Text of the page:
AbstractForensic Scientist, Engineers and Fire Investigators (Fire Investigation Practitioners), often working together as a team are commonly tasked with determining both the origin and the cause of fire. The internationally recognized, National Fire Protection Association (NFPA) 921: “Guide for Fire and Explosion Investigations”  currently outlines three methods of data collection to assist in fire origin determination. These are (1) witness information and / or electronic data, (2) fire patterns (including identification of electrical arc sites) and (3) fire dynamics. The correct application of any fire origin determination method is incumbent on the knowledge, skill, education, training and experience of the fire investigator.
Currently, the most commonly published method of utilizing the electrical system for origin determination is called arc mapping, although more correctly identified as arc surveying. According to NFPA 921, arc mapping is based on the fire investigator’s ability to identify and document a fire pattern derived from the identification of electrical arc sites on wiring that may be used to aid in determining the area of fire origin and / or spread.
The first objective of this work was to explore the ability of fire investigation practitioners to correctly identify different types of electrical artefacts (arc melt sites and fire melt sites) and the impact that a short custom training intervention had on this capability. The second objective was to determine the ability fire investigation practitioners to mobilise existing electrical knowledge to assist in origin and cause determinations and the impact of training on this skill development.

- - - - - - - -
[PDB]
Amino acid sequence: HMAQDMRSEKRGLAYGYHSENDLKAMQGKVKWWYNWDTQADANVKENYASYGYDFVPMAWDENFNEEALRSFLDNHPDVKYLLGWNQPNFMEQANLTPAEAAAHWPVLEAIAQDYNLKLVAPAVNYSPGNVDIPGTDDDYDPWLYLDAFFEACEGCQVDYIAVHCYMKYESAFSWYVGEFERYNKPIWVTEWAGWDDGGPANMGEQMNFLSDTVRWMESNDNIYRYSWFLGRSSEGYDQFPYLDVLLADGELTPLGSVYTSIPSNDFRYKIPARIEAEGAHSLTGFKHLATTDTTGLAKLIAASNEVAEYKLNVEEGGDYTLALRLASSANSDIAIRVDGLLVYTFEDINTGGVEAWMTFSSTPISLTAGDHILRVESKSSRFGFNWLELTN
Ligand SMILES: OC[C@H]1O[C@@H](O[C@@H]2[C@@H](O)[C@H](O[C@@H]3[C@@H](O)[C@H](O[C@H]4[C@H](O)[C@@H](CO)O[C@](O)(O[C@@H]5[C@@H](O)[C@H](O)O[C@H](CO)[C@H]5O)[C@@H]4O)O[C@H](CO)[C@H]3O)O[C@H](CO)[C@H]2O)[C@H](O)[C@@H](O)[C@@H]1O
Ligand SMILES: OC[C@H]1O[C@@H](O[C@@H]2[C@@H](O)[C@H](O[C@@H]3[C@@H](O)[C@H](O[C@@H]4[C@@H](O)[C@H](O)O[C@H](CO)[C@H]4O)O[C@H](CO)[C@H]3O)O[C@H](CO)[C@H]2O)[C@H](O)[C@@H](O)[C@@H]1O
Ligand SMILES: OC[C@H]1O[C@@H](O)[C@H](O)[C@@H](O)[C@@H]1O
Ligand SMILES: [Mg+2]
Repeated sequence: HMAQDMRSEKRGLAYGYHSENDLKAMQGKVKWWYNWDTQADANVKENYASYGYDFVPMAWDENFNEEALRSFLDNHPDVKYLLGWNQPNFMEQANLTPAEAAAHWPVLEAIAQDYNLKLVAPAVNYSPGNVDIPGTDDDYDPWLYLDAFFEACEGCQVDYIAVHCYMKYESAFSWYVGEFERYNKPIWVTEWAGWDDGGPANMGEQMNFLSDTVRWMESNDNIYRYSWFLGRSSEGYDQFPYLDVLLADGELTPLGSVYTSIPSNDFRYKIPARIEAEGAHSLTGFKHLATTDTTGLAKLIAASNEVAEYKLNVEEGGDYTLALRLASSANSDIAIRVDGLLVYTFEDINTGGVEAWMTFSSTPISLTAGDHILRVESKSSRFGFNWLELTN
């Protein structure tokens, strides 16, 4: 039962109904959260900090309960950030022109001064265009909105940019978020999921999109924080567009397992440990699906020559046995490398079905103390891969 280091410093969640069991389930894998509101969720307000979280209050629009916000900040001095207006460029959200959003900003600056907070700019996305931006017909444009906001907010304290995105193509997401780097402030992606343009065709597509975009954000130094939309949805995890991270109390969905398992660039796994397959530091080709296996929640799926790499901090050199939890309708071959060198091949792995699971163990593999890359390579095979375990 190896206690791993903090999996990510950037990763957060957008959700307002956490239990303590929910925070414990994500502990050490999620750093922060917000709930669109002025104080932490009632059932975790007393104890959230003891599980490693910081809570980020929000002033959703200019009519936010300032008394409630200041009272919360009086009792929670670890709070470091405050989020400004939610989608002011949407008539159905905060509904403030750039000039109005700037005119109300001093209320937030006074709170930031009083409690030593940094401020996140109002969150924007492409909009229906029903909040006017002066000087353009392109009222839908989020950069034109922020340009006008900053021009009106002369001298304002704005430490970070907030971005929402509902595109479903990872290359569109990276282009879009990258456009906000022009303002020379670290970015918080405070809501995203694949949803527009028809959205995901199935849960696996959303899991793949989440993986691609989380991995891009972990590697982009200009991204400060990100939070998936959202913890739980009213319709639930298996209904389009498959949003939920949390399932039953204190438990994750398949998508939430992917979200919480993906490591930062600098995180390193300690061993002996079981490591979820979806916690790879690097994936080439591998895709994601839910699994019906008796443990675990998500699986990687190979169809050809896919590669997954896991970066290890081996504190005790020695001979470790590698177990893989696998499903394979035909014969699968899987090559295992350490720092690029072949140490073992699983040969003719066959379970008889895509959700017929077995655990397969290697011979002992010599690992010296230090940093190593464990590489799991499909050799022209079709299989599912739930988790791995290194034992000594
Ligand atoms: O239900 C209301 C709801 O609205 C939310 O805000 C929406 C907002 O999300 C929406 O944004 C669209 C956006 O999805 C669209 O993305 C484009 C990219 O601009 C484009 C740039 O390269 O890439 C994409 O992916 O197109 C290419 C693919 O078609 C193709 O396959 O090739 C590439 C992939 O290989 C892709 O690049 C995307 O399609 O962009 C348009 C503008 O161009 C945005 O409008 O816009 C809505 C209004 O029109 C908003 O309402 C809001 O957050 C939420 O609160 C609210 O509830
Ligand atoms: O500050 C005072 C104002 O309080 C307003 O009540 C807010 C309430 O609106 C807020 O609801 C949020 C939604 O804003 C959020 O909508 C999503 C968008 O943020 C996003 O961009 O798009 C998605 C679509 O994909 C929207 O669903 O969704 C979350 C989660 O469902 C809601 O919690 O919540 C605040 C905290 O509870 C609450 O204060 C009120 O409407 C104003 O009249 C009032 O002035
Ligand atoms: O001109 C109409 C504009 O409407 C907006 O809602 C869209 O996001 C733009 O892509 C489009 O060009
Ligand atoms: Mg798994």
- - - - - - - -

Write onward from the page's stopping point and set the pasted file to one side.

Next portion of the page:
65 full-scale, live burn cell experiments and 121 scaled experiments using a designed experimental test apparatus were conducted utilizing both United Kingdom and North American electrical cabling. The ability of the scaled experiments to generate the same morphological artefacts as a real fire was validated and a subset of the generated artefacts from both the full-scale fires and scaled experiments were used as the test set for fire investigation practitioners.
Quantitative analysis of the physical artefacts generated during the electrical experiments (full-scale and scaled fire experiments) identified measurable differences between arc melt (AM) sites and fire melt (FM) sites that were located on post-fire damaged electrical wiring recovered from the fire scenes and test cables generated using the experimental apparatus.
The experiments were conducted under specific conditions and in particular the fault current was controlled for both the full-scale fires and scaled experiments using overcurrent protection devices (circuit breakers) to match domestic electrical supply. Additional experiments may be required for different or varying electrical circuits configuration and installations. The sample test set was generated in order to produce exemplars of specific damage (arc melts and fire melts) so that the ability of practitioners to identify such damage correctly could be tested before and after training. As such they provide a fit for purpose sample set to address this specific research question.
Qualitative and quantitative data was collected by surveying 912 respondents within the fire investigation community across four test conditions (i) no specific electrical training (n=221) (ii) the impact of a one-hour electrical fire investigation presentation (n=320), (iii) the use of electrical knowledge on origin and cause determination (n=371) and (iv) the impact of a custom 40hour training course on the use of use of electrical knowledge on origin and cause determinations (n=11).
The resultant data demonstrated that a short electrical fire training session improved fire investigators abilities to correctly distinguish between arc melt sites and fire melt sites by over 30%. Moreover, the abilities of fire investigators, once trained effectively, to correctly implement their electrical knowledge for origin and cause determination also increased by over 30% .
|Date of Award||2022|
|Supervisor||Niamh Nic Daeid (Supervisor) & Rod Jones (Supervisor)|